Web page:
Just yesterday, we reported that Nokia’s Alcatel-Lucent Submarine Networks division had just deployed a 65 Tbps submarine cable covering a distance of over 4,100 miles. Nokia’s record-setting feat just barely nudged out the Google-backed FASTER submarine fiber cable, which clocked in at 60 Tbps.
That was yesterday, and now Google is back in the news thanks to its stake in the new Pacific Light Cable Network (PLCN), which will stretch between Los Angeles and Hong Kong. Google is working on the PLCN in partnership with Facebook and Pacific Light Data Communication (a subsidiary China Soft Power Technology).
PLCN will cover a distance of 12,800 kilometers (7,953 miles) and will offer total capacity of 120 Tbps. While Nokia’s 65 Tbps submarine cable can handle 10 million concurrent HD streams, Google says that PLCN eclipses that figure with 80 million concurrent HD streams.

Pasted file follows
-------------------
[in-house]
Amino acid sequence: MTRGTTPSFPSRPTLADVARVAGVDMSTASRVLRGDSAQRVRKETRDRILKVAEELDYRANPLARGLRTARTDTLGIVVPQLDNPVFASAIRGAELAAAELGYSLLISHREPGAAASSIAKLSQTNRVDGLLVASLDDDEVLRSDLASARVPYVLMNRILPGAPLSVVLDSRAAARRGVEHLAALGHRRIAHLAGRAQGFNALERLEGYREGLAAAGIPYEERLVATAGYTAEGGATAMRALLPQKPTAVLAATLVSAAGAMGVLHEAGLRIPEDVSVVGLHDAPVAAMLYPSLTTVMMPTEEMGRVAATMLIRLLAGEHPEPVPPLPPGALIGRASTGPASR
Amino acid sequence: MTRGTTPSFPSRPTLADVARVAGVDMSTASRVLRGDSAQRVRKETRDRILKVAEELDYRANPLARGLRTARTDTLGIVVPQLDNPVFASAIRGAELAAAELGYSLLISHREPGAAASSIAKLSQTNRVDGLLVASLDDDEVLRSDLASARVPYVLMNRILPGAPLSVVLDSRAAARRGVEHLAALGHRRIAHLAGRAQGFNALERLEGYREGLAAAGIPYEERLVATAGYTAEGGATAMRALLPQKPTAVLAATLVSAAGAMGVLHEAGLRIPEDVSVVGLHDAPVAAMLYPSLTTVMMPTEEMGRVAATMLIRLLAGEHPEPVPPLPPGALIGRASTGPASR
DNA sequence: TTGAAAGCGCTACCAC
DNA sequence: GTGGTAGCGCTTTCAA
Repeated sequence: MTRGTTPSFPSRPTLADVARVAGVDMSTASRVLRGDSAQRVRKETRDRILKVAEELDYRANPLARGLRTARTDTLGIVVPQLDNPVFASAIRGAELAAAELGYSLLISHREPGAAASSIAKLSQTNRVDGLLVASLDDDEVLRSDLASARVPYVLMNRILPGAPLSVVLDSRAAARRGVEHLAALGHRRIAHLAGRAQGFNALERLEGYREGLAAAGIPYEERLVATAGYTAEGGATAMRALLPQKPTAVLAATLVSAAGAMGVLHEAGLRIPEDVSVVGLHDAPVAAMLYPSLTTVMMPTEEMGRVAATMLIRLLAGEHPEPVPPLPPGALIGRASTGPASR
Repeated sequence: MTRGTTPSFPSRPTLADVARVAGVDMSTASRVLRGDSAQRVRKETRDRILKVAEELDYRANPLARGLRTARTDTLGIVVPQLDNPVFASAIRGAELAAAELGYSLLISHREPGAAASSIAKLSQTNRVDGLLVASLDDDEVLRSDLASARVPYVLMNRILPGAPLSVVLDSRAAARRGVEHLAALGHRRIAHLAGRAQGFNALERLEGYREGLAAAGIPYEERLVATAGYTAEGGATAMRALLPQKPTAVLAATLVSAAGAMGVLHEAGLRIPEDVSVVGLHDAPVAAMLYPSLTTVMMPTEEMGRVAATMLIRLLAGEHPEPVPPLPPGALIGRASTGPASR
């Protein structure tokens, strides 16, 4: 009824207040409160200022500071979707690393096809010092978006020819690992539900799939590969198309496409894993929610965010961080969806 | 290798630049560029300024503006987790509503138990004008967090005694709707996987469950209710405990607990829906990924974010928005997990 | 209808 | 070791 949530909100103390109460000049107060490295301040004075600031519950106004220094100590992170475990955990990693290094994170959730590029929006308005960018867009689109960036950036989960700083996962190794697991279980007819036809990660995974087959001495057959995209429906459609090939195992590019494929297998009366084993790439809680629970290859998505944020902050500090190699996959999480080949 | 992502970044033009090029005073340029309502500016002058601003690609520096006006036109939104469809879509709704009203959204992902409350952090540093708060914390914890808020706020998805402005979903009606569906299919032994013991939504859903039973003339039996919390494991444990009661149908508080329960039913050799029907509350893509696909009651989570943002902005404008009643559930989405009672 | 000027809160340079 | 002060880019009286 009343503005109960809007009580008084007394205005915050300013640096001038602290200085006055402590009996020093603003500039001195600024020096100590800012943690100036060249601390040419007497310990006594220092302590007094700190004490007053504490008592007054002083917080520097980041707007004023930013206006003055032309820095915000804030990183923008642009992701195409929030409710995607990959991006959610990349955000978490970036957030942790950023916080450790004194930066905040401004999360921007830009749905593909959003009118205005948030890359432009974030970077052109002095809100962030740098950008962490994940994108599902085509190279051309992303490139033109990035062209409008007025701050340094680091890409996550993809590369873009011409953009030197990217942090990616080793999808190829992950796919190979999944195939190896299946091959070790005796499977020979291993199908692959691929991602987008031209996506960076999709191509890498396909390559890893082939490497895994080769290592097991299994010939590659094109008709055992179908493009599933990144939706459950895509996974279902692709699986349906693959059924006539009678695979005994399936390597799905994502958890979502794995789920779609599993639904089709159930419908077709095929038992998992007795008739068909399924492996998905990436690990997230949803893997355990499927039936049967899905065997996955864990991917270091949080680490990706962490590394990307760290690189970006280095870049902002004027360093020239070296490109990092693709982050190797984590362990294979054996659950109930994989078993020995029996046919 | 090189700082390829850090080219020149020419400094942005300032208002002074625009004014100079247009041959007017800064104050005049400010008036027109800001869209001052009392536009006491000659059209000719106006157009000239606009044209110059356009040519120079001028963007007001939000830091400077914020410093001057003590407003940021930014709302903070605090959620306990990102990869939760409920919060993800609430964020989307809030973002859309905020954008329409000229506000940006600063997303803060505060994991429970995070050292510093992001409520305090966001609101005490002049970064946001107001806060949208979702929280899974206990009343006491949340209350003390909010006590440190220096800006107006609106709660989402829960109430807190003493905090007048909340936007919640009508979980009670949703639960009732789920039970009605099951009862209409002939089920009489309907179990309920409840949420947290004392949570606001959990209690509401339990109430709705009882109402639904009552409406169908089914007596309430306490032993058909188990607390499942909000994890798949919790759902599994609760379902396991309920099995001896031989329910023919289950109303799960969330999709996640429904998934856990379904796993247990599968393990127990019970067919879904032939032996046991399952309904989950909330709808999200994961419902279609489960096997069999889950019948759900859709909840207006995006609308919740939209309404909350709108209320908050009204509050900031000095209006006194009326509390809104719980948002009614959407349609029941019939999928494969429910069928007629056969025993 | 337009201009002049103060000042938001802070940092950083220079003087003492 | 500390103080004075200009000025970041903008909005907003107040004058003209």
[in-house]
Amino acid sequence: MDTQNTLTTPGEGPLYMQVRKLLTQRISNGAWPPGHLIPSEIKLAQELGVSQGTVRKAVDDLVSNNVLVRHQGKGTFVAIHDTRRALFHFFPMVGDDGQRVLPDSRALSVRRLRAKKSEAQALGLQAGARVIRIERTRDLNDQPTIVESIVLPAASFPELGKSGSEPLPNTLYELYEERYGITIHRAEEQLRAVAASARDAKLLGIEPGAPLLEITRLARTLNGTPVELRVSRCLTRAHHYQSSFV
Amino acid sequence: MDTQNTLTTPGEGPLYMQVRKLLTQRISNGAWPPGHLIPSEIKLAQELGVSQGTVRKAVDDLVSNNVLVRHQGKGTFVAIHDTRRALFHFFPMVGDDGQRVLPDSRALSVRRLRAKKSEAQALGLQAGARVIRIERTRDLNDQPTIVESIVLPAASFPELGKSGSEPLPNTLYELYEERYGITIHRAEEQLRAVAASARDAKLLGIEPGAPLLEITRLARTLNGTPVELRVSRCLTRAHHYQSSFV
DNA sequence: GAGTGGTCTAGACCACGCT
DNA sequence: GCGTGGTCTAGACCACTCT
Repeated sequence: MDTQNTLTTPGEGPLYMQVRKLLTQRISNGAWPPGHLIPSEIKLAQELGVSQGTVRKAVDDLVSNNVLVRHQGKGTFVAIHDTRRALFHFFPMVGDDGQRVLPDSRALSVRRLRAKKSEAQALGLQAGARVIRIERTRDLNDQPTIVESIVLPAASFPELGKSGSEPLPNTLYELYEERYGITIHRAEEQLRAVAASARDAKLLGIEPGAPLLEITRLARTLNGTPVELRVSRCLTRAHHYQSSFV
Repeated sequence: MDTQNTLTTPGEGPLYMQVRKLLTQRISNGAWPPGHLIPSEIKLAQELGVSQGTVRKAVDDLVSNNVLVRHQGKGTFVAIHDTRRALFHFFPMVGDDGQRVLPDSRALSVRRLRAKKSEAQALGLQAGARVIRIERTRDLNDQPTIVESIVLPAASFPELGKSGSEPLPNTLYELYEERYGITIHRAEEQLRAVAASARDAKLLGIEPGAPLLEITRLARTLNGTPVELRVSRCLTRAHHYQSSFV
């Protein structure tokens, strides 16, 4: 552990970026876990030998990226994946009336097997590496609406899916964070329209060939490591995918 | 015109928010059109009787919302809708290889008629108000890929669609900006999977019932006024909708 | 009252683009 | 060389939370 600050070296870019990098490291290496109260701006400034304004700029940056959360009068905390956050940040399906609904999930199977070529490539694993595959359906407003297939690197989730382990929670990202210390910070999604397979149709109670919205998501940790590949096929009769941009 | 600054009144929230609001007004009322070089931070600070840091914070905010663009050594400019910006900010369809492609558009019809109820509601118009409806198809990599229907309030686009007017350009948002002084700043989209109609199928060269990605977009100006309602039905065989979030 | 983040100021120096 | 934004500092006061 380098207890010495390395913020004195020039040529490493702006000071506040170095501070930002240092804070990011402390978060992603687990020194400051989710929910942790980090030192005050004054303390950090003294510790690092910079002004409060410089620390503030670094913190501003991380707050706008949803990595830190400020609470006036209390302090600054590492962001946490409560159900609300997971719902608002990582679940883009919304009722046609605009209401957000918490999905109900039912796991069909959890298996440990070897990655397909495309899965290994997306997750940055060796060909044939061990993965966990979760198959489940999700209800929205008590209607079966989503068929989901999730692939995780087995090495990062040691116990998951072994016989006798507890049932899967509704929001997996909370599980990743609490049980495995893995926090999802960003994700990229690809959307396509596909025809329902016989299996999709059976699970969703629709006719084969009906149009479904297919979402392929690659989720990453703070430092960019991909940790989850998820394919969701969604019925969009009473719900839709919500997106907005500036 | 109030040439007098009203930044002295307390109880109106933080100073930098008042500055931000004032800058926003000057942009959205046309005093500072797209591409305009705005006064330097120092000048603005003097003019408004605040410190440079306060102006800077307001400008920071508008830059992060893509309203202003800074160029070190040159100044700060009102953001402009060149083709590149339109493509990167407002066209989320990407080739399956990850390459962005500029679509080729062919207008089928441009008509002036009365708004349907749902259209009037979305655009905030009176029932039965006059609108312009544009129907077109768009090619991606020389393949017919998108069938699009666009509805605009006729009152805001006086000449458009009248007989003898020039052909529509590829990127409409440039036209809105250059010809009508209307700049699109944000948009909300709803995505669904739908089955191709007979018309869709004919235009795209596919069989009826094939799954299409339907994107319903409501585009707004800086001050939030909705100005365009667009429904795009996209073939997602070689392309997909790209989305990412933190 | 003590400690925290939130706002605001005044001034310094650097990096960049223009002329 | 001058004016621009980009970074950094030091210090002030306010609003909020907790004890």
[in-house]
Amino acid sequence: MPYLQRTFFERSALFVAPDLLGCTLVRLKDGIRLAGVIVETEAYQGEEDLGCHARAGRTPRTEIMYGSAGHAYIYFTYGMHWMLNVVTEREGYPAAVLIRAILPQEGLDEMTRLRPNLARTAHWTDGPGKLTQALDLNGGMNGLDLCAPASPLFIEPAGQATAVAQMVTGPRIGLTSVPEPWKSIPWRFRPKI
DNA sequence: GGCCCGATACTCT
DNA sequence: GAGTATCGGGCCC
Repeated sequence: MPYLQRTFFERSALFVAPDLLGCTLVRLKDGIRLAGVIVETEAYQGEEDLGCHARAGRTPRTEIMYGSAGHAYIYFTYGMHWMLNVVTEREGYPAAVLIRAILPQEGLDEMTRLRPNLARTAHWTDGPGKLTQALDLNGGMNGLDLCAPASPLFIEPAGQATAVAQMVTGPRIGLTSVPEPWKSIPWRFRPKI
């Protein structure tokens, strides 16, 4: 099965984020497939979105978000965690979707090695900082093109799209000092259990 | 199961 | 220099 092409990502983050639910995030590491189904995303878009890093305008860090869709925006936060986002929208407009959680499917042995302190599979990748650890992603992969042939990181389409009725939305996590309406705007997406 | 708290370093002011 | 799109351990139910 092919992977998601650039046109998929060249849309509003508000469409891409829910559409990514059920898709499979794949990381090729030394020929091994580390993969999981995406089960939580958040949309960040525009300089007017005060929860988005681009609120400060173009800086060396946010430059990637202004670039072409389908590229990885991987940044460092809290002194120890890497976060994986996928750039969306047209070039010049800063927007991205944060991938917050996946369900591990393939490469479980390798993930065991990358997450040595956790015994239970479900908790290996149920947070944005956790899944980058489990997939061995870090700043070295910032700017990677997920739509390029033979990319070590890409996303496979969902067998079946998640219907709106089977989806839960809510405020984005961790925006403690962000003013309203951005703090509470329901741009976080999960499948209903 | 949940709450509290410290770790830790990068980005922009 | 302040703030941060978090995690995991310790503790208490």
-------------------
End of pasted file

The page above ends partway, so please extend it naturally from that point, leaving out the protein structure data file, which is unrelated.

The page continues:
“PLCN will be among the lowest-latency fiber optic routes between Hong Kong and the U.S. and the first to connect directly using ultra-high-capacity transmission,” explained PLDC Chairman Wei Junkang.
“It is certainly gratifying that global technology companies like Google and Facebook have become co-investors in PLCN. It is a strong signal that PLCN will be trusted to address the capacity needs for internet and international communications services throughout the Pacific Rim. We envision this deployment as the initial step in PLDC’s construction of a global network.”
PLCN is the sixth submarine cable system that Google has a stake in, joining FASTER, Unity, SJC, FASTER, MONET and Tannat. If all goes according to plan, Google and Facebook expect for PLCN to become operational some time in 2018.